Historic records centre in East Sussex gets tech boost with solar panels

The Keep in Moulsecoomb is 13th council building to have solar panels installed, estimated to save 23 tonnes of carbon per year and £45,000 in energy bills.  

Archive centre The Keep holds historical documents and records from the East Sussex Record Office, Brighton and Hove City Council, and the University of Sussex. As well as preserving these important documents safely, the Keep is open to anyone – an essential resource for those researching family history, the history of their home or another building, or undertaking other studies.

Solar Panels on the roof of The Keep archive centre in East Sussex, photo courtesy of East Sussex County Council

Solar panels on the roof of The Keep archive centre in East Sussex, photo courtesy of East Sussex County Council

As well as holding on to the past, it’s looking into the future. The installation of solar panels is part of East Sussex County Council’s climate emergency plan to reduce CO2 emissions, lower energy costs and protect the environment. In 2019, the council committed to net zero emissions from its own operations as soon as possible but definitely by 2050. The interim target is to halve emissions every five years. The council encourages local residents and businesses to reduce their carbon footprint, with practical tips and grant and support schemes.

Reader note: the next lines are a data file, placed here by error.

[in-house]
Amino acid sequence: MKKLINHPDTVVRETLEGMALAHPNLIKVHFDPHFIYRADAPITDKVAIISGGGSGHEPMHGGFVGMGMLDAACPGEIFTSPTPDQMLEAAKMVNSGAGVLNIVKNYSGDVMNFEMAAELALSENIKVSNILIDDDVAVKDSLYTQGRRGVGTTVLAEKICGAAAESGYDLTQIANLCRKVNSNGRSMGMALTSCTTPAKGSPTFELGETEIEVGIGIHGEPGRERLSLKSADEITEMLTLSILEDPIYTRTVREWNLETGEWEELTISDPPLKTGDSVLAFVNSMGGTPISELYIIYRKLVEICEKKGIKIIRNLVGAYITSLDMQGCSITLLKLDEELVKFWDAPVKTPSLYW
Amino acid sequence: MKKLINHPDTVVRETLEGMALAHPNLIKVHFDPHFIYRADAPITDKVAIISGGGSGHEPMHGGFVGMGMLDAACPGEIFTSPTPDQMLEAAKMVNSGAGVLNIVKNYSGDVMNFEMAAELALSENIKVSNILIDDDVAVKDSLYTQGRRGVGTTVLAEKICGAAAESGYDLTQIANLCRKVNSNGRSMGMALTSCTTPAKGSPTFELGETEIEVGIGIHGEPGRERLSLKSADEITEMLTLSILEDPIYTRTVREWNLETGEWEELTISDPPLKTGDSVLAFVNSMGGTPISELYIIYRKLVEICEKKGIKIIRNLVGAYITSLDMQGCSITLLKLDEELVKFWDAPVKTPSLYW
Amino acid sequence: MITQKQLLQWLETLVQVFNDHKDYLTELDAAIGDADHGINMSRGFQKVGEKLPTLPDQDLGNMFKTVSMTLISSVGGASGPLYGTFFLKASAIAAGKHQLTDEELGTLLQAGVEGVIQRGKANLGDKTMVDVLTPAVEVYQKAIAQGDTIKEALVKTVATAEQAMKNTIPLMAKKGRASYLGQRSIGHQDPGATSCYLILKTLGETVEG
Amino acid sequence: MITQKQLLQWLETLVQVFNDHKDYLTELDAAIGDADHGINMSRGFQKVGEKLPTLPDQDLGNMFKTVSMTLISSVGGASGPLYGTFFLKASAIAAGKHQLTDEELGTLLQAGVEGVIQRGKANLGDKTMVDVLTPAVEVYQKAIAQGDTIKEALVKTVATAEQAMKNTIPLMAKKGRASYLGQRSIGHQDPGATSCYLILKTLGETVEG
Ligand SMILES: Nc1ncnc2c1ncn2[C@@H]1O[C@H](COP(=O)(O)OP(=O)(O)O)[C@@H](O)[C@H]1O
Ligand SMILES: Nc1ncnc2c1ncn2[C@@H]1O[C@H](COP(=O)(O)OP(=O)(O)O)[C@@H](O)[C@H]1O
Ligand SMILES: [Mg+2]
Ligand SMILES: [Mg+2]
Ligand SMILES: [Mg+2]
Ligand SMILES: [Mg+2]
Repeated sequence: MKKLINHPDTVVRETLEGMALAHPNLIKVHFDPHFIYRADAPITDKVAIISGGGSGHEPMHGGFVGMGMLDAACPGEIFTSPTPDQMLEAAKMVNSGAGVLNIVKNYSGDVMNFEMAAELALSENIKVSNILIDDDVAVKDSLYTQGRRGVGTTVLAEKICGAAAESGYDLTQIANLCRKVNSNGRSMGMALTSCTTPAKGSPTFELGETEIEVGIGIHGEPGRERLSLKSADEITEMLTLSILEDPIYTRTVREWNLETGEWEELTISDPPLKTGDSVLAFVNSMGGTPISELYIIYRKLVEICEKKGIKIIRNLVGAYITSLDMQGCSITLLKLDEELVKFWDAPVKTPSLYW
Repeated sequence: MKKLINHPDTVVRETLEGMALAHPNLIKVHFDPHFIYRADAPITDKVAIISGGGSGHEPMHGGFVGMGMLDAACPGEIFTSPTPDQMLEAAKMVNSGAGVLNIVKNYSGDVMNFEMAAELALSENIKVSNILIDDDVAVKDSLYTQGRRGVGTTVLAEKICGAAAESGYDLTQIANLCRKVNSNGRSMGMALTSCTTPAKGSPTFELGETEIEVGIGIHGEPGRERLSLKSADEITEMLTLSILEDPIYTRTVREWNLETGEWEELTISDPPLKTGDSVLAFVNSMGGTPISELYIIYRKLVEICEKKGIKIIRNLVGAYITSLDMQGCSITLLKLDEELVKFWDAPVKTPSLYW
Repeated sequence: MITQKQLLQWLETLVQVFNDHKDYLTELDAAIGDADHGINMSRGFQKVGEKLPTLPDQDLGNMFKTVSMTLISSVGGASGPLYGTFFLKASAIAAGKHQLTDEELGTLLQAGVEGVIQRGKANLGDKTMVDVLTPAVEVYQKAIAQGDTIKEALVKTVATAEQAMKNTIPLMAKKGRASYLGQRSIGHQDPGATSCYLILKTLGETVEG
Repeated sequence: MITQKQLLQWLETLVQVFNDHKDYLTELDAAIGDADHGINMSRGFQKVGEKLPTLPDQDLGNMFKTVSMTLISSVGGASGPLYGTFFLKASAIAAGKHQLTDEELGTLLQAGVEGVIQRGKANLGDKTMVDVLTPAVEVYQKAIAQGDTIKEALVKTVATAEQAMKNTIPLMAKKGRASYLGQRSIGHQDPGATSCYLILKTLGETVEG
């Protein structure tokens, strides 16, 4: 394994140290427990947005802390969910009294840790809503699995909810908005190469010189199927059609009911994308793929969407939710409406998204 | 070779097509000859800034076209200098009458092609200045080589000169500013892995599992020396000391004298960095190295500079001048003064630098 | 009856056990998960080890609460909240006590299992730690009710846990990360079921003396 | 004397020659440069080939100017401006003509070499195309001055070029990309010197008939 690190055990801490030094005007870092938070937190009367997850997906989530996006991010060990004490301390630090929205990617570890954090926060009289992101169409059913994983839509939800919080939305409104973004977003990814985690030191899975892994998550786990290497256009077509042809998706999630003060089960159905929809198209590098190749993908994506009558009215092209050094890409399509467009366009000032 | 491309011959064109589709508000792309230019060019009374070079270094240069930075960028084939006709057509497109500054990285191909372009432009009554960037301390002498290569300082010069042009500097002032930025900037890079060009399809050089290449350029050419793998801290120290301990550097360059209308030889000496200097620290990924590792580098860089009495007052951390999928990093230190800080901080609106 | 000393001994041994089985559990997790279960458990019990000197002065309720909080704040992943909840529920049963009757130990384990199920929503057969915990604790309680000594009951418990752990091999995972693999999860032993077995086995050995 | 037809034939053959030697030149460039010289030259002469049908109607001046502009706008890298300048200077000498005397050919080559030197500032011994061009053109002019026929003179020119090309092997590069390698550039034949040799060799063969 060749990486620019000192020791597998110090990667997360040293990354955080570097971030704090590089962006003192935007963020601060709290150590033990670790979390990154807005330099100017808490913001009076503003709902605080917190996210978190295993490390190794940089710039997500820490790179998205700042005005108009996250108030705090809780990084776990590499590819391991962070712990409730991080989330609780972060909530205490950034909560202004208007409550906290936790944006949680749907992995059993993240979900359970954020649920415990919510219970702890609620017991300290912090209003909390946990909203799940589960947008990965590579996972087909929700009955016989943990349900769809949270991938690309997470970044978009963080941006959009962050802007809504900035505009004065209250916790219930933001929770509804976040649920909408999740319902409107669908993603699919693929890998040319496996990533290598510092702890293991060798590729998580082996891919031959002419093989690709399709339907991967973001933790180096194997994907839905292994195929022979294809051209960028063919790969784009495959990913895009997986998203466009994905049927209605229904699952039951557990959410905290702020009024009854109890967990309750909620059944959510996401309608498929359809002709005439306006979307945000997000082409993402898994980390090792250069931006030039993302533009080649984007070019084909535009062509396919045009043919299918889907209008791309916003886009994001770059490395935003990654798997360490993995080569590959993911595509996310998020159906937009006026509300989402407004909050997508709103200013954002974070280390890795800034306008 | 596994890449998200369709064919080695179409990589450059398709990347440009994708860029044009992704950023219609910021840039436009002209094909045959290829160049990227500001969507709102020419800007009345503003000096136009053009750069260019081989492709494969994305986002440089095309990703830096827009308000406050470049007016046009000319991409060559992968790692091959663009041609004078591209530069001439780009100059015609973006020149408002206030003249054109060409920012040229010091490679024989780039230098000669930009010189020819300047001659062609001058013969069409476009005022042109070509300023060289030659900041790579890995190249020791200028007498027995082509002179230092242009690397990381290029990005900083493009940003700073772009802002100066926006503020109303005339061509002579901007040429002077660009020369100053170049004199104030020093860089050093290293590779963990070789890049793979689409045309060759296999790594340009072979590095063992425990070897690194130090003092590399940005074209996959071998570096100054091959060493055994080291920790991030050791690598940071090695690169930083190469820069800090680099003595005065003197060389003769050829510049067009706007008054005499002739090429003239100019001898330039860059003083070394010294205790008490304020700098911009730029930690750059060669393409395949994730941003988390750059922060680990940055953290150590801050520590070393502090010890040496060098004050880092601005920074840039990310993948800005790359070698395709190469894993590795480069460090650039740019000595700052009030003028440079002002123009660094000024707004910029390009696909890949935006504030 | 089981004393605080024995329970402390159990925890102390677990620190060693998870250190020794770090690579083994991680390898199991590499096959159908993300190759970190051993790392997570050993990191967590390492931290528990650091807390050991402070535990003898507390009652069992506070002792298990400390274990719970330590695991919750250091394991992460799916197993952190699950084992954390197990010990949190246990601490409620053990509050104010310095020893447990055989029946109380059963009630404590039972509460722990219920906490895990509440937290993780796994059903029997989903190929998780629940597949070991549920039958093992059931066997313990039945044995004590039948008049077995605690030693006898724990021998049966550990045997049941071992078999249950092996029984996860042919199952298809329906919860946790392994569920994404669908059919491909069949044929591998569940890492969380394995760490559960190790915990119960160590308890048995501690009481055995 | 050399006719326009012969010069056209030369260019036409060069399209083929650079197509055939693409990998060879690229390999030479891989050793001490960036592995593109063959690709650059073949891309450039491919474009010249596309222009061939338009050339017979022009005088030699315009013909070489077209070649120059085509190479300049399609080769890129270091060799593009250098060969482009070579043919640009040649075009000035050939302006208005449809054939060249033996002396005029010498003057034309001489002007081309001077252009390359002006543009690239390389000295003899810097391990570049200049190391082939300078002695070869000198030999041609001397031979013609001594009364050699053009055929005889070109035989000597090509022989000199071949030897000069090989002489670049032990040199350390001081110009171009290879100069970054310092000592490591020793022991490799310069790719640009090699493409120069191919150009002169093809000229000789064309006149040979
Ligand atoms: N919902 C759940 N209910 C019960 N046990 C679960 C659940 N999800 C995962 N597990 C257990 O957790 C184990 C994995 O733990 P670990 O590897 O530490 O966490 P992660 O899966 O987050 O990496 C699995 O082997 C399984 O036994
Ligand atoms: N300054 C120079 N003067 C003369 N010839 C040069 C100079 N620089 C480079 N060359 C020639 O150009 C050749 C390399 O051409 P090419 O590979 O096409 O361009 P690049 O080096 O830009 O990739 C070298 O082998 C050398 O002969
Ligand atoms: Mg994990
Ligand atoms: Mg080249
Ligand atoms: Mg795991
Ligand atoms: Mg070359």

Work at The Keep was funded from the council’s climate change budget with contributions made by both Brighton & Hove City Council and the University of Sussex. Installation was carried out by CDS Electrical Services Ltd, a company based in nearby Polegate. The company has, with Brighton-based AJ Taylor and Frankham Consulting Group, delivered 12 projects across the county since 2021.  

In addition to the 13 solar panel installations, the council has completed 20 LED lighting projects in the past two years and installed low carbon heating in two of its buildings. It has committed to invest almost £10m over three years to support efforts to cut corporate carbon emissions and will continue to work on identifying projects and additional funding to achieve its target of becoming a carbon neutral authority. 

Cllr Nick Bennett, Deputy Leader and Lead Member for Resources and Climate Change at East Sussex County Council, says: ‘We are delighted to see the completion of another solar panel project, which takes us a step closer to achieving our ambitious target of becoming carbon neutral as soon as possible and by 2050 at the latest. 

‘It’s projects like these, such as installing heat pumps in schools and using clean energy for street lighting, that will help us reach our goal.’

In related news:

New Nottingham website as city aims to be first carbon-neutral city in UK by 2028

Sefton to save £1.8m per year with LED lighting

Solar array of 800+ panels installed at Leicester City Council leisure centre


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